All in all, Radiohead is one group who has not only excelled in the art of performance; they have perfected it. They can entertain an entire stadium full of people for without a break for two hours, and perform two encores. I would pay to have that experience again and again.

And who knows, maybe I’ll get something better than nosebleed seats next time.

Sigur Ros Announce Tour Dates

Icelandic Post-Rock group Sigur Rós have announced a North America tour to go along with their new album Valtari, which will be released on May 30th. For those of you who have never experienced Sigur Rós, you are missing out on an amazing group. The lead singer, who goes by the name of Jonsí, has an incredible powerful falsetto, and the instrumentation on many of their tracks is absolutely breathtaking. Their music has been featured on several different commercials, and this one is probably the most recognizable. Do yourself a favor and listen to Takk… all the way through.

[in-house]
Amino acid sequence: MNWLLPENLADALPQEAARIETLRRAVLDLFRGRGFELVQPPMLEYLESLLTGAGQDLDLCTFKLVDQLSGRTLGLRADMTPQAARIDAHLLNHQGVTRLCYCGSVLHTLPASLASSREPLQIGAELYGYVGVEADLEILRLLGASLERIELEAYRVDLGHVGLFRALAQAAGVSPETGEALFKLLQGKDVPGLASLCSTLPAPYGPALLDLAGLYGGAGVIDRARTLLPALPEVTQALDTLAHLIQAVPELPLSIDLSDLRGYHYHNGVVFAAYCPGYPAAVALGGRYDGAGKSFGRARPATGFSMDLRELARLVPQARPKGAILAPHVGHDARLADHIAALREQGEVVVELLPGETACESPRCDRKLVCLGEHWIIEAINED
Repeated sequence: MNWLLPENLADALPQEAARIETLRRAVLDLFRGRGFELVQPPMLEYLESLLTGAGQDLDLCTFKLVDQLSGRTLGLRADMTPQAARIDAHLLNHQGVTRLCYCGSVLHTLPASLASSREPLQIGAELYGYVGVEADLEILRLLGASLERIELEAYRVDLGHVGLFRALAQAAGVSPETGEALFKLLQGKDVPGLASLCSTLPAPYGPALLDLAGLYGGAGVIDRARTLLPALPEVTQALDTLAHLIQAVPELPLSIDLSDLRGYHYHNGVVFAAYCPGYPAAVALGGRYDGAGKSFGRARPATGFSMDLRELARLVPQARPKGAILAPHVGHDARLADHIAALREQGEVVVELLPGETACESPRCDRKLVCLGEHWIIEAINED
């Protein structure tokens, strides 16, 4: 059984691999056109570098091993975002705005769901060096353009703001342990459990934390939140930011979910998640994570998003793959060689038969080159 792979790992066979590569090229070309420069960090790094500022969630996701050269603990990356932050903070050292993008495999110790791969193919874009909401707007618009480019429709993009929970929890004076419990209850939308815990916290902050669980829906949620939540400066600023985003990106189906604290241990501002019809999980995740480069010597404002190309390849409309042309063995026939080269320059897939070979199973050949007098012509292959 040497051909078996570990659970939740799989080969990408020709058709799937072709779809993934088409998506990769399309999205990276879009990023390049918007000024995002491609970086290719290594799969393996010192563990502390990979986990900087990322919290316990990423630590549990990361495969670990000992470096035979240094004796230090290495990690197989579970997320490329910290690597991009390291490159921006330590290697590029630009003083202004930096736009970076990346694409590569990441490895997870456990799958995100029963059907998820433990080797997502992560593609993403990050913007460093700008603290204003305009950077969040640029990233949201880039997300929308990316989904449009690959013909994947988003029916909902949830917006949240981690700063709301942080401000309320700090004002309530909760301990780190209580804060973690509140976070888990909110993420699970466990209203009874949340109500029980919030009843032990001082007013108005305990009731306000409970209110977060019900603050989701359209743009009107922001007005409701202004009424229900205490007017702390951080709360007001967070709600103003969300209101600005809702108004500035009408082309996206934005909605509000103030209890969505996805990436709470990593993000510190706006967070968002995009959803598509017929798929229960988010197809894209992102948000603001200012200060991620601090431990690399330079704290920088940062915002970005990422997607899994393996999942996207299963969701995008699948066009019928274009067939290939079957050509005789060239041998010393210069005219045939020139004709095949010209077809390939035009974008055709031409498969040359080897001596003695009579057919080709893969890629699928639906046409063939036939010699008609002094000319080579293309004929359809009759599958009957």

For those of you familiar with the band, check out the new single.

Spine Hits – Sleepy Sun

Sleepy Sun is an apt name or this lazy California rock outfit, a fact that can be recognized from the first few seconds of their new release, Spine Hits. The guitar jams, the singers harmonize, and the drummer hammers along, each member adding to the overall calm, dreamy, summery feel that envelopes the album. Lead singer Bret Constantino channels both the Shins and Manchester Orchestra vibes, but the song structures varie from similarities to U2 to Soundgarden to a ‘Lucy in the Sky’ era Beatles. It’s an interesting mix, and not one to be passed off as another yawn-worthy indie band. For such a lazy band, they just can’t seem to stand still. In this case, that’s a very good thing.

Check out my pick Creatures. Note: All picks will now be linked to Spotify, a great free music streaming program available here.